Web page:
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Western Senate Dems want more oversight of energy traders

The 2010 law requires the agency to draft regulations requiring swap dealers to register with the agency and adhere to various oversight requirements. The CFTC has defined a dealer as any party annually involved in transactions involving more than $8 billion.

That threshold would not capture enough of the energy market, the lawmakers argue.

“We are concerned that CFTC is failing to bring energy swap dealers under its oversight, which limits CFTC’s ability to monitor for manipulation, excessive speculation, and systemic risk in energy markets,” they wrote.

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The lawmakers pointed to the 2000-2001 electricity shortage across the West, which cost consumers an estimated $45 billion in increased energy bills, as well as lost business due to blackouts. Market manipulation was blamed for contributing to the fiasco.

“During the Western Energy Crisis, our nation learned that energy markets that lack real-time market oversight and effective regulation allow traders to rob from American citizens, disrupt economic activity, and darken cities,” the senators wrote.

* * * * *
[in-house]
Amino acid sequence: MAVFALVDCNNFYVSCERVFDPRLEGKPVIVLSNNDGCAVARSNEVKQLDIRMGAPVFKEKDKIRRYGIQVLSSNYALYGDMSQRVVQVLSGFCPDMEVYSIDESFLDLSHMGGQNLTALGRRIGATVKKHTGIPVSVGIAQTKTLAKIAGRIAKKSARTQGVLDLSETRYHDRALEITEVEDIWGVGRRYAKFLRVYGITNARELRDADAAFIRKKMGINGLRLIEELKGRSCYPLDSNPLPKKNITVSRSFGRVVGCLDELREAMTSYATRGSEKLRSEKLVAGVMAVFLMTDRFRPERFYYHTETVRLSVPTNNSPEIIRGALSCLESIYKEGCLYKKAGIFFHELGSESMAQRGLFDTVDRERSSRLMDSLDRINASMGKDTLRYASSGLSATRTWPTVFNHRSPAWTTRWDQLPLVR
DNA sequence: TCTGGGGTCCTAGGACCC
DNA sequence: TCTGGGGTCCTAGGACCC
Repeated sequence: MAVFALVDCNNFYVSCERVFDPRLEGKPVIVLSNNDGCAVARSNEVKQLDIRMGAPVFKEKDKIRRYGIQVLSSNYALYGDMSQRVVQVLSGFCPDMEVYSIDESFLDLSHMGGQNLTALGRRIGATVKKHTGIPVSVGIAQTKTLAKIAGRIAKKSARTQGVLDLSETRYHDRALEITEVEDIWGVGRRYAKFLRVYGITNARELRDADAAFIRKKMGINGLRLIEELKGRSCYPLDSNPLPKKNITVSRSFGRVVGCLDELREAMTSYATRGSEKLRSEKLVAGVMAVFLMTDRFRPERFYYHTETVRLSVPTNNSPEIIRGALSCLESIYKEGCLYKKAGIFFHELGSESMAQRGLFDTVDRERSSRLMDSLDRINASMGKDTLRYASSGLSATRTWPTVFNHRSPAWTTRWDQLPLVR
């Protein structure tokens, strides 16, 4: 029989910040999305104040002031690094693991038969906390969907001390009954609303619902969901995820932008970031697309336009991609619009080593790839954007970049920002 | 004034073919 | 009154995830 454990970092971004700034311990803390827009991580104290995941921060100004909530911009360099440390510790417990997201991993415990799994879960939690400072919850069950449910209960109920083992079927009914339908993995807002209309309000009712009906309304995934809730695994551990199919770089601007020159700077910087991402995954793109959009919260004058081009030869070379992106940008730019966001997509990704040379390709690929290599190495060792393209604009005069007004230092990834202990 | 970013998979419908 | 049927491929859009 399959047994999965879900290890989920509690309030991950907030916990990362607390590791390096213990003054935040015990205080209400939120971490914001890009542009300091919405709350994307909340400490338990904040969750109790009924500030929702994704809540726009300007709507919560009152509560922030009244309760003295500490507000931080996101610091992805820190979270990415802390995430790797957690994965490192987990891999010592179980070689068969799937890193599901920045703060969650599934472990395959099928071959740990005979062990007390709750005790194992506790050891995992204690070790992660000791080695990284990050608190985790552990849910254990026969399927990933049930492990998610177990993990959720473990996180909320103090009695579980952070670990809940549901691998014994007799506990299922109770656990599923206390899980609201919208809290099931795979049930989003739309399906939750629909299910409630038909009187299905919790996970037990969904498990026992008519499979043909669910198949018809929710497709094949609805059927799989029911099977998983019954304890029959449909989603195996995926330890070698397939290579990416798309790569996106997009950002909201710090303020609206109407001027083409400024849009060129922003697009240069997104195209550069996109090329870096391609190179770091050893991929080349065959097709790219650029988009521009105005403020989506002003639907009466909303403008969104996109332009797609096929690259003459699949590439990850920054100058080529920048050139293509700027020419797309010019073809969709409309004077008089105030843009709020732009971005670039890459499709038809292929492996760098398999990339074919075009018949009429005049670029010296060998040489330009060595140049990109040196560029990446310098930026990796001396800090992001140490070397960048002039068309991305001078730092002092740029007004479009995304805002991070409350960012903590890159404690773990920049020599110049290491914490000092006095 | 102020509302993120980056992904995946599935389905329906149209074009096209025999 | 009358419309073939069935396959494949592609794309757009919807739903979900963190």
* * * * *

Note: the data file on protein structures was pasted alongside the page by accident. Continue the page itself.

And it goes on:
They asked Gensler to examine how many energy swaps dealers have registered with the CFTC and how many claim they are exempt.

They requested a study to determine what portion of the energy market is made up of swaps dealers as defined by the proposed $8 billion threshold and how that number would change if it were lowered to $3 billion.

Further, they called upon the CFTC to analyze the extent to which dealers’ failure to register allows for market manipulation and excessive speculation.

“If these assessments show that CFTC’s definition of ‘swap dealer’ exempts a statistically significant portion of energy swaps traders or energy swaps trading from oversight, we ask CFTC to modify its interpretation of the Dodd-Frank Act’s ‘swap dealer’ definition in order to ensure that the vast majority of energy swaps trading is under the oversight of the Commission,” the group wrote.

This story was updated at 5:34 p.m. to correct the amount of transactions triggering trader registration with the CFTC.